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Maybe it’s just us, but there is something magical in a mouth-watering and gum-smacking plate of Southern comfort food. Whether you are indulging in a jumbo sweet potato drowned in warm butter and cinnamon, or crispy deep-fried pork chops and yellow corn-bread, there are endless options to enjoy. However, you cannot call a down-south meal complete until you have had a heaping side of Okra. While it is relatively easy to get it from supermarkets, growing Okra in Aquaponics Gardens keeps this dazzling crop primed and ready for your next recipe, all year-round.
In this article, we have a list of tips and techniques that can help you grow Okra in an aquaponics system.
Why Grow Okra in Your Aquaponics Garden?
Okra, also known as ladies’ fingers, originated in Africa. Most people regard it as a vegetable, but it is a fruit, biologically speaking. The earliest records about this fruit were dated back to the 12th century. Okra belongs to the Malvaceae family together with cotton.
While Okra has become synonymous with Southern culinary culture, the everyday uses and health benefits of the crop are surprisingly vast. In fact, Okra has been used in making industrial products such as paper and rope, as well as other applications. And not to be outdone, the nutritional aspects of Okra are reported to be on par with super veggies like Kale. Needless to say, however, most people looking to grow Okra in their aquaponics garden are likely looking to produce the crop for personal or commercial use.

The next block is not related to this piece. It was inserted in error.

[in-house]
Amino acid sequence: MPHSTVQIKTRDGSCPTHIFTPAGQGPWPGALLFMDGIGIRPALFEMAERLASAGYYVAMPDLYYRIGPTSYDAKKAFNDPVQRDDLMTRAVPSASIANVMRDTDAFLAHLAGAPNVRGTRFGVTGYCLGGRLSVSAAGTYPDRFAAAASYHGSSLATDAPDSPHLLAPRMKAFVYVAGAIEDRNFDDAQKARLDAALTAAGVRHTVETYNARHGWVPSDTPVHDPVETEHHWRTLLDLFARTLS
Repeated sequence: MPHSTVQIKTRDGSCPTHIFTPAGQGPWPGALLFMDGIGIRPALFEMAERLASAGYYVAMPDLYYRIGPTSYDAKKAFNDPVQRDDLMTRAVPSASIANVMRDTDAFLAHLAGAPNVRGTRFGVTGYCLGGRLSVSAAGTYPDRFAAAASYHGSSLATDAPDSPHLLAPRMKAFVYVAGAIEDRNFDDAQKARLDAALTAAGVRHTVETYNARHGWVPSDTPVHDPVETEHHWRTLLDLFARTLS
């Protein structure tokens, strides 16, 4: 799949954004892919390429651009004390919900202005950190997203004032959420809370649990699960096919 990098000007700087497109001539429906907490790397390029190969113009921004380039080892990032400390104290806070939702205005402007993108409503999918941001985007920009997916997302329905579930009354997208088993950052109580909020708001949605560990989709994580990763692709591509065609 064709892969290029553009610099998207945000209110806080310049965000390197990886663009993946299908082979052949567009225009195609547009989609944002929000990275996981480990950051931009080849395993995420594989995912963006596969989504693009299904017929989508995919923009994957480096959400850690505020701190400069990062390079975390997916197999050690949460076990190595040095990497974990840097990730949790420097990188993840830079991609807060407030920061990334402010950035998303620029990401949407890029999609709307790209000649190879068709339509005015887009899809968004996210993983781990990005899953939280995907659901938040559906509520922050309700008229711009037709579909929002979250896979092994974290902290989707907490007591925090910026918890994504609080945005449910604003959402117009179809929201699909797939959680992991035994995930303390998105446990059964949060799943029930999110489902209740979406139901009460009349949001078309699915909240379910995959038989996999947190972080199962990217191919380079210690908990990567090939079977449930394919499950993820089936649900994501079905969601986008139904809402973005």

Below, let’s examine the different types of Okra that you should consider.
Types of Okra
There are two general types of Okra, the Red and the Green Okra. Let’s have a closer look at these two types.
This type of Okra is what most of us are familiar with and is commonly available at groceries and local farmer’s markets. The most popular varieties are the following:
- Chinese – This is an extra-long variety that can grow up to 13 inches. It is typically grown in California.
- Clemson – Clemson Okra would take less than 60 days to fully mature. This variety is dark green with angular pods.
- Annie Oakley – This is a hybrid type of Okra, which is bright green and spineless. Like Clemson, you need to wait for about two months before you can harvest it.
Red Okra carries the same taste as the Green variety. When cooked, its pods will turn green. This type is native to Ethiopia. It was bred by Leon Robbins and was introduced in the early 80s.
How to Serve Okra From Your Aquaponics Garden
As a food, you can do so much with Okra, and it can be prepared in multiple ways. You can fry it, boil, pickle, roast, add it to your soup, make stuffed Okra, or toss it to your salad.
Preparing Okra is similar to how you will cook and serve asparagus. That is why you can use it for different dishes. You can also ground its seeds and drink it the same way you will have your favorite coffee. Older and bigger Okra can be used for making papers and rope. Indeed, this plant highly-versatile.